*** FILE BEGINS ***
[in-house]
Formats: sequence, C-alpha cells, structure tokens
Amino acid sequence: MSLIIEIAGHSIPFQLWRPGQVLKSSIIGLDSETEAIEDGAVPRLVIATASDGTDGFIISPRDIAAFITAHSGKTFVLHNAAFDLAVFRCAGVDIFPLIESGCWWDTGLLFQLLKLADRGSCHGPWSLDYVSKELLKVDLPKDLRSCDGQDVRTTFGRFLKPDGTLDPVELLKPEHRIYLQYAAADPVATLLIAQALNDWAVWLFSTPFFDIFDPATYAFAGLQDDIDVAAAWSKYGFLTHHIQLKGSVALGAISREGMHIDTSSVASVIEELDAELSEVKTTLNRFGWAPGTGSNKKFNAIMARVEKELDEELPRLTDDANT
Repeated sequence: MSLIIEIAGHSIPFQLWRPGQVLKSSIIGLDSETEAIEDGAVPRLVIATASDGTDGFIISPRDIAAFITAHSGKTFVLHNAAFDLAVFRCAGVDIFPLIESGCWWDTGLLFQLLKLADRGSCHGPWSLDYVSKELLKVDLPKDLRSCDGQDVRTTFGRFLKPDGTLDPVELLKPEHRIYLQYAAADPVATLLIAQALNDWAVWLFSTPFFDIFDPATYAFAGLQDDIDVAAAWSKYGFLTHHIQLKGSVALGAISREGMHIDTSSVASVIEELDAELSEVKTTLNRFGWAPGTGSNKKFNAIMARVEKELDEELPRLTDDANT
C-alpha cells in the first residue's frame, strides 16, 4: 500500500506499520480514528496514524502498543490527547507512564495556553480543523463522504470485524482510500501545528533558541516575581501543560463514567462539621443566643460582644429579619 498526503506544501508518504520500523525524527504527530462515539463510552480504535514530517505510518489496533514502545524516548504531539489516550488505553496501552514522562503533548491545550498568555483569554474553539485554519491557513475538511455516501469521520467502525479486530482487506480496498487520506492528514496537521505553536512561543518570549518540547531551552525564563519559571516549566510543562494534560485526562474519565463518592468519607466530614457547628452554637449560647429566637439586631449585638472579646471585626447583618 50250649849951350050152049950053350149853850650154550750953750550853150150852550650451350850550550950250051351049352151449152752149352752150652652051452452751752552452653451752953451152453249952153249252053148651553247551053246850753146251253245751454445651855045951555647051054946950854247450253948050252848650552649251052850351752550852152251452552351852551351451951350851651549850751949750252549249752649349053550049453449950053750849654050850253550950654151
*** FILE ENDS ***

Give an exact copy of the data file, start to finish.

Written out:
[in-house]
Formats: sequence, C-alpha cells, structure tokens
Amino acid sequence: MSLIIEIAGHSIPFQLWRPGQVLKSSIIGLDSETEAIEDGAVPRLVIATASDGTDGFIISPRDIAAFITAHSGKTFVLHNAAFDLAVFRCAGVDIFPLIESGCWWDTGLLFQLLKLADRGSCHGPWSLDYVSKELLKVDLPKDLRSCDGQDVRTTFGRFLKPDGTLDPVELLKPEHRIYLQYAAADPVATLLIAQALNDWAVWLFSTPFFDIFDPATYAFAGLQDDIDVAAAWSKYGFLTHHIQLKGSVALGAISREGMHIDTSSVASVIEELDAELSEVKTTLNRFGWAPGTGSNKKFNAIMARVEKELDEELPRLTDDANT
Repeated sequence: MSLIIEIAGHSIPFQLWRPGQVLKSSIIGLDSETEAIEDGAVPRLVIATASDGTDGFIISPRDIAAFITAHSGKTFVLHNAAFDLAVFRCAGVDIFPLIESGCWWDTGLLFQLLKLADRGSCHGPWSLDYVSKELLKVDLPKDLRSCDGQDVRTTFGRFLKPDGTLDPVELLKPEHRIYLQYAAADPVATLLIAQALNDWAVWLFSTPFFDIFDPATYAFAGLQDDIDVAAAWSKYGFLTHHIQLKGSVALGAISREGMHIDTSSVASVIEELDAELSEVKTTLNRFGWAPGTGSNKKFNAIMARVEKELDEELPRLTDDANT
C-alpha cells in the first residue's frame, strides 16, 4: 500500500506499520480514528496514524502498543490527547507512564495556553480543523463522504470485524482510500501545528533558541516575581501543560463514567462539621443566643460582644429579619 498526503506544501508518504520500523525524527504527530462515539463510552480504535514530517505510518489496533514502545524516548504531539489516550488505553496501552514522562503533548491545550498568555483569554474553539485554519491557513475538511455516501469521520467502525479486530482487506480496498487520506492528514496537521505553536512561543518570549518540547531551552525564563519559571516549566510543562494534560485526562474519565463518592468519607466530614457547628452554637449560647429566637439586631449585638472579646471585626447583618 50250649849951350050152049950053350149853850650154550750953750550853150150852550650451350850550550950250051351049352151449152752149352752150652652051452452751752552452653451752953451152453249952153249252053148651553247551053246850753146251253245751454445651855045951555647051054946950854247450253948050252848650552649251052850351752550852152251452552351852551351451951350851651549850751949750252549249752649349053550049453449950053750849654050850253550950654151